On a Walk through Notting Hill I found a bookstore where there was a section of Asian books that I poked through for a bit, and I found a book about the Tower of London by Suatsume Soseki (sp?) who visited from Japan in the 1800s at some point and wrote about his experience there. I wanted to put down his a couple of quotes from a fellow observer of another era. Soseki says that

“the history of the tower of London is a distillation of the history of England. The curtain veiling the mysterious things called the past rending itself in two and reflecting ghostly light from out of the depths over the twentieth century is the Tower of London. The all-burying current of time flowing backwards and fragments of ancient time floating up into the present age, that is the Tower of London. Human blood, human flesh, human sins crystallized and left behind in the midst of horses, carriages, and steam trains, that is the Tower of London” (92).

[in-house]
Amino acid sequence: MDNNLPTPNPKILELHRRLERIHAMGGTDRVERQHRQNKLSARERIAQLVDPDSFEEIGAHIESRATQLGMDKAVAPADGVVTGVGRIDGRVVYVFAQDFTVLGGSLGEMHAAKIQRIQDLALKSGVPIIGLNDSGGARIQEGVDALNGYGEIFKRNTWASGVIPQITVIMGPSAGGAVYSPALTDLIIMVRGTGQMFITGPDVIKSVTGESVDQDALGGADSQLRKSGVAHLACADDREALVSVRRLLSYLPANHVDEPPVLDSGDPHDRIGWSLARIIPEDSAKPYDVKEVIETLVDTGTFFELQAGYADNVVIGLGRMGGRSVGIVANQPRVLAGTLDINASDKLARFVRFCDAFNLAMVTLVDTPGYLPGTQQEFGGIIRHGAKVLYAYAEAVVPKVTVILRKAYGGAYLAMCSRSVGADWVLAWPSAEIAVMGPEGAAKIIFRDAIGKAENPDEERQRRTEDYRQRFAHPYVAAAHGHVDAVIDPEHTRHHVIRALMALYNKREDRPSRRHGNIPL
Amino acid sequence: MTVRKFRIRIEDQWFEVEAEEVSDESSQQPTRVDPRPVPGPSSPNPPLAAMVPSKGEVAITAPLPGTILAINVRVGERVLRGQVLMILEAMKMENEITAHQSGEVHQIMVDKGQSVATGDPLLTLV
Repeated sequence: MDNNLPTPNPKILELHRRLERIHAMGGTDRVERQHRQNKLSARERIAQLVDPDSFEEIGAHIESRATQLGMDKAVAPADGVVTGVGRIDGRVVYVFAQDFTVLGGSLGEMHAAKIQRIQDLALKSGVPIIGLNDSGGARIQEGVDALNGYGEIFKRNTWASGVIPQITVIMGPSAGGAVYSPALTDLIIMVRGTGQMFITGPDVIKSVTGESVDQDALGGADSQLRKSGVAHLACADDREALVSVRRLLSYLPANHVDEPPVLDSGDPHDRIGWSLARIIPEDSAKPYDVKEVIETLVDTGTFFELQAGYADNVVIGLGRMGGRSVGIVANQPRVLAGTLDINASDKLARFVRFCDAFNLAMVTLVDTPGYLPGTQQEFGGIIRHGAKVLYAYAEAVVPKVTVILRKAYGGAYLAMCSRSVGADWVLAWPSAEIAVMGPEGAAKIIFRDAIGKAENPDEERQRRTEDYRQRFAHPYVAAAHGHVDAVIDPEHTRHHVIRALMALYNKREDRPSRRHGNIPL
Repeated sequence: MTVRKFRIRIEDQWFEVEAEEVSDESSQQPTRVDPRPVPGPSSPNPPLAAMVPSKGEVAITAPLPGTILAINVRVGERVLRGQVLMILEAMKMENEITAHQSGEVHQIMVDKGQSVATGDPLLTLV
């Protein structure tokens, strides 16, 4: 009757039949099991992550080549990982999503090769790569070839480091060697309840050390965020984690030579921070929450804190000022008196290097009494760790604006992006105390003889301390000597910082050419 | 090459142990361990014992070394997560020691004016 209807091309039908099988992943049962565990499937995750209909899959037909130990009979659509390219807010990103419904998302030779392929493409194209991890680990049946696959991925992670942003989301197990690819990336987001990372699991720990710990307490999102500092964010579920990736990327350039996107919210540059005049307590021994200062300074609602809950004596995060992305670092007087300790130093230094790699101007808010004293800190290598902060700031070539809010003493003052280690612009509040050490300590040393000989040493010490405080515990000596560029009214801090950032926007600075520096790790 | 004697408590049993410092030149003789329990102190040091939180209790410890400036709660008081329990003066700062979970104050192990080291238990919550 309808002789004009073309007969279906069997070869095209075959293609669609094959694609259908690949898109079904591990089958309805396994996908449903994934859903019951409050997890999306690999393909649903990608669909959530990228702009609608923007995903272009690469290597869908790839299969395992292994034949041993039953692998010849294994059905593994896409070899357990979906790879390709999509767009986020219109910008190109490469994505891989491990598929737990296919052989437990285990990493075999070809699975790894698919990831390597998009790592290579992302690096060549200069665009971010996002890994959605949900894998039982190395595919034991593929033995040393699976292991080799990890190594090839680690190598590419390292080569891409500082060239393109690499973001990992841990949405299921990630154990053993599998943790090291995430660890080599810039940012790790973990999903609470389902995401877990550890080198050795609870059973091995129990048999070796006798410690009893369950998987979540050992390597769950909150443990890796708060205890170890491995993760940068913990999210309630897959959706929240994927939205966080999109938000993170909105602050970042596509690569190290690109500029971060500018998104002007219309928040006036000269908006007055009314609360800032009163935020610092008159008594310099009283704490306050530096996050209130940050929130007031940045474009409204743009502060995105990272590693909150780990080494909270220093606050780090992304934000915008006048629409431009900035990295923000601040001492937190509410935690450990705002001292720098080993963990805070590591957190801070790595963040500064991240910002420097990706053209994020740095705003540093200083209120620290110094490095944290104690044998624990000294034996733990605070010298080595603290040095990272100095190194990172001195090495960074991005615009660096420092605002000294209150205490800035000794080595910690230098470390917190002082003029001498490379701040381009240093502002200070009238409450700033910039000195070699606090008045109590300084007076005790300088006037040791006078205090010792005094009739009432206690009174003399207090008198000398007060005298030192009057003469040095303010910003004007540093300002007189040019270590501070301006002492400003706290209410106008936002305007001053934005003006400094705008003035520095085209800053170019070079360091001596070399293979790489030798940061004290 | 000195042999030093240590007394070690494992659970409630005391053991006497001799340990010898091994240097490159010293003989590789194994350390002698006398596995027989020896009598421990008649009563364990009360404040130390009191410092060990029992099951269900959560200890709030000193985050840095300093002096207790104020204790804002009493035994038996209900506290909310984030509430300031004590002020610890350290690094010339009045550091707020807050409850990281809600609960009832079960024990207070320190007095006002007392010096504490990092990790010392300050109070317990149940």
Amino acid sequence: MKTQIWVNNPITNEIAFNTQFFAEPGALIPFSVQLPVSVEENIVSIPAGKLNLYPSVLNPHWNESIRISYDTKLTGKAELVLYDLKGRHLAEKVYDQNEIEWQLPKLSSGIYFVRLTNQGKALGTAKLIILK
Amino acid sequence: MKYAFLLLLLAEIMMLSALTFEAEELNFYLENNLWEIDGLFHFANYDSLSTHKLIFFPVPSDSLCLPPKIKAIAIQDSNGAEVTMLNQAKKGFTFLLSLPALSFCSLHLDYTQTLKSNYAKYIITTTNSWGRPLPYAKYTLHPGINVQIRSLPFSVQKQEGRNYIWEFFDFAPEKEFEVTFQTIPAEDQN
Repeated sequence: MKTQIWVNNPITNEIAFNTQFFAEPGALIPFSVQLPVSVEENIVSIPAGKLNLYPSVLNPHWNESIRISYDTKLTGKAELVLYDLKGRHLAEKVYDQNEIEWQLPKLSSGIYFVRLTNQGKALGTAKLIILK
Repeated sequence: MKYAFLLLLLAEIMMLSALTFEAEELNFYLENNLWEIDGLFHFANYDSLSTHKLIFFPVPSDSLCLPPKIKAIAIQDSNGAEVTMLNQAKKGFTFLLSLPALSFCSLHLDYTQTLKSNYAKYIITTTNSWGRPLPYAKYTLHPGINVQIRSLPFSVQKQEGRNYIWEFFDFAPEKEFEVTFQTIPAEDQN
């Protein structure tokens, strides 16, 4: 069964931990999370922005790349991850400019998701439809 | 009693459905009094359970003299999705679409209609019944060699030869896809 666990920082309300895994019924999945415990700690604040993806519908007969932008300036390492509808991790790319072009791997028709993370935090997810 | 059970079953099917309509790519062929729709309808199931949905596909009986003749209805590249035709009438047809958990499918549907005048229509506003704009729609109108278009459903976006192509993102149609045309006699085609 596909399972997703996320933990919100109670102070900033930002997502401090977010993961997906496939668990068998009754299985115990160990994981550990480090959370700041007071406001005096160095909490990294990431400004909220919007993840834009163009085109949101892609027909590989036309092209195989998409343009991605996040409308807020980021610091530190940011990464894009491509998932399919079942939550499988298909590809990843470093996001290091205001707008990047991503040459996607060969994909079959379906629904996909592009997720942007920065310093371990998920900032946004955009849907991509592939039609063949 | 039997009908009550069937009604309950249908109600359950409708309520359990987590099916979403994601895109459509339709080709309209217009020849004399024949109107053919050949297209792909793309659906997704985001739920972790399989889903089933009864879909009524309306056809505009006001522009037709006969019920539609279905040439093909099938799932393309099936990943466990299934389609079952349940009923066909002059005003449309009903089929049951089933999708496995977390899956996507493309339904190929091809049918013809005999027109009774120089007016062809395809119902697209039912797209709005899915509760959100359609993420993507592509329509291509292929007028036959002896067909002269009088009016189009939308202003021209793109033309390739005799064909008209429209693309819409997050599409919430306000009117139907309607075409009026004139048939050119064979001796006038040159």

He also jots down a poem that I really identify with, about the feeling of walking through the gate of the Tower:

“Through me you pass into the city of Woe:

Through me you pass into eternal pain:

Through me among the people lost for age.

Justice the founder of fabric moved:

To rear me was the task of Power divine,

Supremest wisdom, and primeval Love.

Before me all things create were none, save things

Eternal, and eternal I endure.

All hopes abandon, ye who enter here” (94).

My feeling currently is that the foreign policy of England between the 12th and 15th centuries was (for the most part) a dramatic disaster. Its ‘involvement’ with other countries, if it can be called that, had more to do with war than anything else — wars that were tied to the inner demons of the monarchs rather even than the inner demons of the country. . . Not that I know I could have done any better. But that doesn’t stop me from looking at it, like I look at my own life (by itself) as a tragedy that chills me with all the immediate intensity of Shakespeare’s Richard III.